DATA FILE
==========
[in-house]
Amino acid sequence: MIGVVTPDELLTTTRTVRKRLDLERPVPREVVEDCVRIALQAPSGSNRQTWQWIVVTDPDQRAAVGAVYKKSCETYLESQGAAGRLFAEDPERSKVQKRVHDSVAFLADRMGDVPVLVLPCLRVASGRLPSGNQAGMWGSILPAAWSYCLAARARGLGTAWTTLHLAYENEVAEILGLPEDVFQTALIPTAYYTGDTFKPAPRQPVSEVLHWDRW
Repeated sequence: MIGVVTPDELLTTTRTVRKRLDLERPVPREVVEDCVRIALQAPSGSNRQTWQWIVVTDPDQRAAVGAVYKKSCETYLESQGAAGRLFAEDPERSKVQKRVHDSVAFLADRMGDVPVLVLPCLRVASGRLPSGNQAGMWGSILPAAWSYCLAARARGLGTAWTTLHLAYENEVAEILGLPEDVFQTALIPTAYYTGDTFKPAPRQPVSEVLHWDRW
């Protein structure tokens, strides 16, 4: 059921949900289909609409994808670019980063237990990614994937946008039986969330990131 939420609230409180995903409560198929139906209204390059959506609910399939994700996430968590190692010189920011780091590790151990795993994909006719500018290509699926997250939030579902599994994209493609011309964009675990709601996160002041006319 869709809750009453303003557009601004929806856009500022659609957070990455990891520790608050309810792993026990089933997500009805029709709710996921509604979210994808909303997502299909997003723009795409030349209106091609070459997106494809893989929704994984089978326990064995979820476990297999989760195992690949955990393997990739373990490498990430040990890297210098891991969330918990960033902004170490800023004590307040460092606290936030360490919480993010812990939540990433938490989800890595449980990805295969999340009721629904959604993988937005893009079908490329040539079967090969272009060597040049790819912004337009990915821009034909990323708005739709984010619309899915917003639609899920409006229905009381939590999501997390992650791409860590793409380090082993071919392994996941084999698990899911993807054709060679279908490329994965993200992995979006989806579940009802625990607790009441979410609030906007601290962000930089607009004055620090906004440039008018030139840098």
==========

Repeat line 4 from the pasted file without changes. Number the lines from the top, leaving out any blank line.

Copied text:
């Protein structure tokens, strides 16, 4: 059921949900289909609409994808670019980063237990990614994937946008039986969330990131 939420609230409180995903409560198929139906209204390059959506609910399939994700996430968590190692010189920011780091590790151990795993994909006719500018290509699926997250939030579902599994994209493609011309964009675990709601996160002041006319 869709809750009453303003557009601004929806856009500022659609957070990455990891520790608050309810792993026990089933997500009805029709709710996921509604979210994808909303997502299909997003723009795409030349209106091609070459997106494809893989929704994984089978326990064995979820476990297999989760195992690949955990393997990739373990490498990430040990890297210098891991969330918990960033902004170490800023004590307040460092606290936030360490919480993010812990939540990433938490989800890595449980990805295969999340009721629904959604993988937005893009079908490329040539079967090969272009060597040049790819912004337009990915821009034909990323708005739709984010619309899915917003639609899920409006229905009381939590999501997390992650791409860590793409380090082993071919392994996941084999698990899911993807054709060679279908490329994965993200992995979006989806579940009802625990607790009441979410609030906007601290962000930089607009004055620090906004440039008018030139840098």